Officials of the Kimberly Process Certification Scheme opened a four-day meeting in Windhoek, Namibia on Monday to decide among other matters whether to bar the sale of Zimbabwean diamonds on world markets due to alleged human rights violations.
The Kimberly Process was under intense pressure from non-governmental organizations in Southern Africa and elsewhere who were urging the international organization to halt diamond exports charging rights abuses in the eastern Marange diamond fields.
Harare’s star witness in Windhoek was to be Chief Norman Chiadzwa of the diamond-bearing area, said to have recanted earlier testimony saying the government destroyed his property after he spoke out against brutality in local diamond fields. Sources said Chiadzwa would apologize to the Kimberly Process for “lying” to its investigators in July.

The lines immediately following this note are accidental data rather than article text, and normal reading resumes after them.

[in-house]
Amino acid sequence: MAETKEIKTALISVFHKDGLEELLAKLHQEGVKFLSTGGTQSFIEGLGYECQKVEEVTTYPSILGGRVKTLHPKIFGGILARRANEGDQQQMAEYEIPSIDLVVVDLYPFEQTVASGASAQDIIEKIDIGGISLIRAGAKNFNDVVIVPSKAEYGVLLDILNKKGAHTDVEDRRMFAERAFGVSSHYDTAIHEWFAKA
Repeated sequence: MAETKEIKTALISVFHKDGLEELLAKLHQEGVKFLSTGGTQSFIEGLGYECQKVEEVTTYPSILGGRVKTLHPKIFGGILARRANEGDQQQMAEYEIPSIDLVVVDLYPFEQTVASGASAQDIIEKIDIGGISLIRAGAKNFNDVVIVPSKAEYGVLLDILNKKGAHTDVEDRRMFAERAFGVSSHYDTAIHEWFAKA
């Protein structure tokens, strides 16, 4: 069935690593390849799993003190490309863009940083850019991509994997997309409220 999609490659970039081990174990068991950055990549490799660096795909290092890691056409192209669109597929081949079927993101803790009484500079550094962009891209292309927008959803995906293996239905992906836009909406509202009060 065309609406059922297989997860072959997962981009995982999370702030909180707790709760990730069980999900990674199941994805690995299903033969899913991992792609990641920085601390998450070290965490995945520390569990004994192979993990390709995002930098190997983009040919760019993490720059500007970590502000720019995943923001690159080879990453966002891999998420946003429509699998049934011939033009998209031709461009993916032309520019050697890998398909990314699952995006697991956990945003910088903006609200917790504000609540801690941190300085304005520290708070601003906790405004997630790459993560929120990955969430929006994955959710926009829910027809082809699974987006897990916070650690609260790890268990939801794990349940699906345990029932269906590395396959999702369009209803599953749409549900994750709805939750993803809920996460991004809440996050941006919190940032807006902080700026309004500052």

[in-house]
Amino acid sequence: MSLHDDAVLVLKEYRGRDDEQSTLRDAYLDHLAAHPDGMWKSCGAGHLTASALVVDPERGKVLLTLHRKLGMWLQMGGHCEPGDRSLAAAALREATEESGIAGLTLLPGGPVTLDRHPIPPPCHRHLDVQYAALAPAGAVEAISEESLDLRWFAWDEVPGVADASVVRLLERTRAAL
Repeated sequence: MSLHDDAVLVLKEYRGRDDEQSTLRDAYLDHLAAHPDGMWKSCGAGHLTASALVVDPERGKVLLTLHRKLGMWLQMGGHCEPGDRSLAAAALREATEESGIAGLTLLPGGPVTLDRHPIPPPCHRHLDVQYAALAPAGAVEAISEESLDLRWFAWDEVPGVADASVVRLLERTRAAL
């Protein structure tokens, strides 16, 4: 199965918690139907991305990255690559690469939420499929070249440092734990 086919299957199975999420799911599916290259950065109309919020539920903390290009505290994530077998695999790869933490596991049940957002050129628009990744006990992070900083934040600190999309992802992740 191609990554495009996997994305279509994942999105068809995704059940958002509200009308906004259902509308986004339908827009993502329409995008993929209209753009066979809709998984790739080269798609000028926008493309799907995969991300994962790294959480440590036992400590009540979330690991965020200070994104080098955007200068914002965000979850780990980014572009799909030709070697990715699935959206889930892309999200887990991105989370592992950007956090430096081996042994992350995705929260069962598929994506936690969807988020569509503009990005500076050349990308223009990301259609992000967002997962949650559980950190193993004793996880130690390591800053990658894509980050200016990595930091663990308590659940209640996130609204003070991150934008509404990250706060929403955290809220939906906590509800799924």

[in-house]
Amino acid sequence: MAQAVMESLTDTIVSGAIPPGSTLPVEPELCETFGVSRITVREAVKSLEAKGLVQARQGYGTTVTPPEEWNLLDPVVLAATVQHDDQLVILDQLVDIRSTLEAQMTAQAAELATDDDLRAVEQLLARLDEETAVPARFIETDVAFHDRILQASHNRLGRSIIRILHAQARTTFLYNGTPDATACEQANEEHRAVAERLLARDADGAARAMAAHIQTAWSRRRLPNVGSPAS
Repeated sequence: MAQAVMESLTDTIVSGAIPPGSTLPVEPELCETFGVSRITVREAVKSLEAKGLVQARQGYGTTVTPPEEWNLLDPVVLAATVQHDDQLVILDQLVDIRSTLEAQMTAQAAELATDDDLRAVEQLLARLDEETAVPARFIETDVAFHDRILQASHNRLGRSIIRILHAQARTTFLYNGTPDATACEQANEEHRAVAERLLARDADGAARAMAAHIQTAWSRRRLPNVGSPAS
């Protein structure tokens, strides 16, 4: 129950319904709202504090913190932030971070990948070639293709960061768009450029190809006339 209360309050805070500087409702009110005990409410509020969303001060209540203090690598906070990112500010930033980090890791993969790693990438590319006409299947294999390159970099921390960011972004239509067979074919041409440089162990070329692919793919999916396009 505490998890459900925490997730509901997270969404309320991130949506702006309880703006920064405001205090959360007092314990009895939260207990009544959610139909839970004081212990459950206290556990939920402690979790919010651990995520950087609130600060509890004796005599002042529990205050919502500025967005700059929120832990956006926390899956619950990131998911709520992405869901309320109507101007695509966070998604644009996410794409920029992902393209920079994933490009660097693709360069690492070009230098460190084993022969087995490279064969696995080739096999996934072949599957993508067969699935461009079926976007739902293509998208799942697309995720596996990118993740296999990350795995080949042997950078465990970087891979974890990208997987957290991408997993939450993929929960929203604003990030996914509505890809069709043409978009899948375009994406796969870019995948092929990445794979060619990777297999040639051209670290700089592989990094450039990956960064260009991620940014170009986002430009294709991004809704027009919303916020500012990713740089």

Advocacy groups were divided as to whether a ban on exports should be imposed, some arguing that such a move would only funnel diamonds into illegal smuggling channels to the world market. They said Kimberly's job is to ensure that diamonds do not fund conflicts.
From Johannesburg, Human Rights Watch Senior Researcher Tiseke Kasambala told VOA Studio 7 reporter Sandra Nyaira that the campaign to ban Zimbabwean diamonds from the international marketplace is gathering momentum in Windhoek.
Human Rights Watch said last week that the Zimbabwean government has not responded to Kimberly Process recommendations which include the demilitarization of the Marange diamond fields, now under the control of the Zimbabwean Defense Forces.